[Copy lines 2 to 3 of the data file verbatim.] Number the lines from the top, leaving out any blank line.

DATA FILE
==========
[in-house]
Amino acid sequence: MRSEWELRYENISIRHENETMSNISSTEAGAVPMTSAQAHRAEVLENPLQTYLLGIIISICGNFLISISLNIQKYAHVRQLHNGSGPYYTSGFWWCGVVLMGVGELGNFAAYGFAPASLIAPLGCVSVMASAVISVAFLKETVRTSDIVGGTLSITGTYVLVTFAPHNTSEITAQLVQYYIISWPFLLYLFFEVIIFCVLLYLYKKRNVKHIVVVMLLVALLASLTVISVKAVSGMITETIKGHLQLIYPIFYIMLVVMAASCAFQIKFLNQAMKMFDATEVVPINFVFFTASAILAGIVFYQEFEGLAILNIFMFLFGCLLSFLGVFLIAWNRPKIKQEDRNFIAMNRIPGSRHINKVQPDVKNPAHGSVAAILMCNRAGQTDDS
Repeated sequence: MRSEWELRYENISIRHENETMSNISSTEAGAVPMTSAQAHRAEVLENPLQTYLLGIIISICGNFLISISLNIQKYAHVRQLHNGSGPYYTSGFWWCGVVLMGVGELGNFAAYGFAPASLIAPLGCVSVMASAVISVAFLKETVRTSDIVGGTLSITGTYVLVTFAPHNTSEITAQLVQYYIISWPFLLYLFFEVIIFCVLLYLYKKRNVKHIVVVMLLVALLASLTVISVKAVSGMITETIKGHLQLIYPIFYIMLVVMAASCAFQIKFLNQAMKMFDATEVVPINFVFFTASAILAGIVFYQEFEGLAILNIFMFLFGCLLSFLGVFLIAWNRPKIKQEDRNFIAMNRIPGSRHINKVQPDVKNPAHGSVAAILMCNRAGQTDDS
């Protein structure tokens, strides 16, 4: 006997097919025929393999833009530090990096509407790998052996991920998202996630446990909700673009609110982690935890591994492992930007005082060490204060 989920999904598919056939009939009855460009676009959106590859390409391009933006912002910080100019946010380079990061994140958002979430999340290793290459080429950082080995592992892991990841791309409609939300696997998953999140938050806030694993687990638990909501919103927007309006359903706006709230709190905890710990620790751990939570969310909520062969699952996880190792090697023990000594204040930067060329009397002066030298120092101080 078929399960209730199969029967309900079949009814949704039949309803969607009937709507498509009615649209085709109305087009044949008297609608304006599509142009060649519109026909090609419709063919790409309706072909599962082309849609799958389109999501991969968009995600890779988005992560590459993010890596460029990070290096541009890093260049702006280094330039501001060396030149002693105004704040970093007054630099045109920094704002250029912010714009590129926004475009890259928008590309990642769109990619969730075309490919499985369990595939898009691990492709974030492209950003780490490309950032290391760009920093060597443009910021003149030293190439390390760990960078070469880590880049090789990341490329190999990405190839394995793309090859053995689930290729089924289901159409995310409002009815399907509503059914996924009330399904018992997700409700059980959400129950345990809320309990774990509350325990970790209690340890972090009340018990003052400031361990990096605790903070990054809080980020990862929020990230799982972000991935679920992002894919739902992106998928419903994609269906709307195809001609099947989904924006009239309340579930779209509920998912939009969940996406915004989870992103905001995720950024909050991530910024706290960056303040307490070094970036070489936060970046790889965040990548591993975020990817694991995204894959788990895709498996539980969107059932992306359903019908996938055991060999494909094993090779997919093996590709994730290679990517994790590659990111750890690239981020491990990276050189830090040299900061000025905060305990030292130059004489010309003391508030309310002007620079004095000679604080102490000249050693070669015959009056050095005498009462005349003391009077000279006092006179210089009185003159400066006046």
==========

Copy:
Amino acid sequence: MRSEWELRYENISIRHENETMSNISSTEAGAVPMTSAQAHRAEVLENPLQTYLLGIIISICGNFLISISLNIQKYAHVRQLHNGSGPYYTSGFWWCGVVLMGVGELGNFAAYGFAPASLIAPLGCVSVMASAVISVAFLKETVRTSDIVGGTLSITGTYVLVTFAPHNTSEITAQLVQYYIISWPFLLYLFFEVIIFCVLLYLYKKRNVKHIVVVMLLVALLASLTVISVKAVSGMITETIKGHLQLIYPIFYIMLVVMAASCAFQIKFLNQAMKMFDATEVVPINFVFFTASAILAGIVFYQEFEGLAILNIFMFLFGCLLSFLGVFLIAWNRPKIKQEDRNFIAMNRIPGSRHINKVQPDVKNPAHGSVAAILMCNRAGQTDDS
Repeated sequence: MRSEWELRYENISIRHENETMSNISSTEAGAVPMTSAQAHRAEVLENPLQTYLLGIIISICGNFLISISLNIQKYAHVRQLHNGSGPYYTSGFWWCGVVLMGVGELGNFAAYGFAPASLIAPLGCVSVMASAVISVAFLKETVRTSDIVGGTLSITGTYVLVTFAPHNTSEITAQLVQYYIISWPFLLYLFFEVIIFCVLLYLYKKRNVKHIVVVMLLVALLASLTVISVKAVSGMITETIKGHLQLIYPIFYIMLVVMAASCAFQIKFLNQAMKMFDATEVVPINFVFFTASAILAGIVFYQEFEGLAILNIFMFLFGCLLSFLGVFLIAWNRPKIKQEDRNFIAMNRIPGSRHINKVQPDVKNPAHGSVAAILMCNRAGQTDDS